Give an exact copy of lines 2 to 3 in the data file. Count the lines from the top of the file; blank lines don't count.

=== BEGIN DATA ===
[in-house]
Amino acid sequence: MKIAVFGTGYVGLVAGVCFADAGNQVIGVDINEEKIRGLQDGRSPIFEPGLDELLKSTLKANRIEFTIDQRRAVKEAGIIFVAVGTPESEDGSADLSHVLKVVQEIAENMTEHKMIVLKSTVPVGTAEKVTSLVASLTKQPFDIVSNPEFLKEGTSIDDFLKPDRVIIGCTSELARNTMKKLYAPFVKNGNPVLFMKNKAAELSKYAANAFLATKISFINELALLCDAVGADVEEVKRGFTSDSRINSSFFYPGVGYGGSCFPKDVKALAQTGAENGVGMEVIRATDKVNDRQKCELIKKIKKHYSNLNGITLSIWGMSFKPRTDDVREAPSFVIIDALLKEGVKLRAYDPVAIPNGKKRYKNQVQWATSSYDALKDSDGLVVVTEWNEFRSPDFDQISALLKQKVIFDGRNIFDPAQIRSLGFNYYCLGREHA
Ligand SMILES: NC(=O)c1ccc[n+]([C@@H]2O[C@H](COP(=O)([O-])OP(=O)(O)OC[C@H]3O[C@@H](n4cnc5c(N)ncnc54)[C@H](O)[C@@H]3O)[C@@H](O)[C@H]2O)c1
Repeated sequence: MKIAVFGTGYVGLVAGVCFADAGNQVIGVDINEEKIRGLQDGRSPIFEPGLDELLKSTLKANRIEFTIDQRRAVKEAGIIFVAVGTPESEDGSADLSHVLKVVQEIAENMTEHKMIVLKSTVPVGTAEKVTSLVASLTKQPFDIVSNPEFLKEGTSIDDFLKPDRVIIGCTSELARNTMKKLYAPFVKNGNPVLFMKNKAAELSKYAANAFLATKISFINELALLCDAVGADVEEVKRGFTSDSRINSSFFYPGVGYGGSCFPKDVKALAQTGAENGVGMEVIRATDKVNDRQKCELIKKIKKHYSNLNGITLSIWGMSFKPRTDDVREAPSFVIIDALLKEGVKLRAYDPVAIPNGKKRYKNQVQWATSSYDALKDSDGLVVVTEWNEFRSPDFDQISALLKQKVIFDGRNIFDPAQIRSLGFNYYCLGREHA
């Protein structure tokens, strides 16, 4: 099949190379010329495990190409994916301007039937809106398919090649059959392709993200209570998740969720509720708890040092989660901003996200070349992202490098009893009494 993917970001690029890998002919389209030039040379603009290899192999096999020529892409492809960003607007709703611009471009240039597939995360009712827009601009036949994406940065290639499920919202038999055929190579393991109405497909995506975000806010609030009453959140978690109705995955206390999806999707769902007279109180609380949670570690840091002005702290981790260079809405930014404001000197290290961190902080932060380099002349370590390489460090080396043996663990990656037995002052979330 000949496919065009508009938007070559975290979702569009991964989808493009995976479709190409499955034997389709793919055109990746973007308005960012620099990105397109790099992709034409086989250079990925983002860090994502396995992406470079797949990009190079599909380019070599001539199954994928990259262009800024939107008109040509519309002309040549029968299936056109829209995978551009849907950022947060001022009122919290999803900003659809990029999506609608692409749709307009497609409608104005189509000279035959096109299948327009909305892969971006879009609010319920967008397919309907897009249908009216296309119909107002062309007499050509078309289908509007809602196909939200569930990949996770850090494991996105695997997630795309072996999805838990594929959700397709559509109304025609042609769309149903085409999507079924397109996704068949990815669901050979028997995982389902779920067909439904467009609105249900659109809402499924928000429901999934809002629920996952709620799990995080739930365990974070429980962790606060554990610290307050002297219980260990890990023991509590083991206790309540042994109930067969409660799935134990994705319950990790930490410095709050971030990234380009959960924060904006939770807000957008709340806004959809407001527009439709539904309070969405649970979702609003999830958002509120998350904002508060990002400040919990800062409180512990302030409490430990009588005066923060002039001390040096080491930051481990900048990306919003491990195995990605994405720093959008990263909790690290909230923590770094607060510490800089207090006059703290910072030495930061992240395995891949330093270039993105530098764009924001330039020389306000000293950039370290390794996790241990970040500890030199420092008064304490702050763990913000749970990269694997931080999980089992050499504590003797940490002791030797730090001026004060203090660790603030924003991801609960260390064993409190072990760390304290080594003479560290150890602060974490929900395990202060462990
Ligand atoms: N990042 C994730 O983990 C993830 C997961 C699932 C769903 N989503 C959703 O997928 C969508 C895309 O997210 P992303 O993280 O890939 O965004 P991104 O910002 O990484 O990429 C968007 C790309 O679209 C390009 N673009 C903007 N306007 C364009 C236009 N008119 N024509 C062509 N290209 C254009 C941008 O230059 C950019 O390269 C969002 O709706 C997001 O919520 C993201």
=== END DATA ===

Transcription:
Amino acid sequence: MKIAVFGTGYVGLVAGVCFADAGNQVIGVDINEEKIRGLQDGRSPIFEPGLDELLKSTLKANRIEFTIDQRRAVKEAGIIFVAVGTPESEDGSADLSHVLKVVQEIAENMTEHKMIVLKSTVPVGTAEKVTSLVASLTKQPFDIVSNPEFLKEGTSIDDFLKPDRVIIGCTSELARNTMKKLYAPFVKNGNPVLFMKNKAAELSKYAANAFLATKISFINELALLCDAVGADVEEVKRGFTSDSRINSSFFYPGVGYGGSCFPKDVKALAQTGAENGVGMEVIRATDKVNDRQKCELIKKIKKHYSNLNGITLSIWGMSFKPRTDDVREAPSFVIIDALLKEGVKLRAYDPVAIPNGKKRYKNQVQWATSSYDALKDSDGLVVVTEWNEFRSPDFDQISALLKQKVIFDGRNIFDPAQIRSLGFNYYCLGREHA
Ligand SMILES: NC(=O)c1ccc[n+]([C@@H]2O[C@H](COP(=O)([O-])OP(=O)(O)OC[C@H]3O[C@@H](n4cnc5c(N)ncnc54)[C@H](O)[C@@H]3O)[C@@H](O)[C@H]2O)c1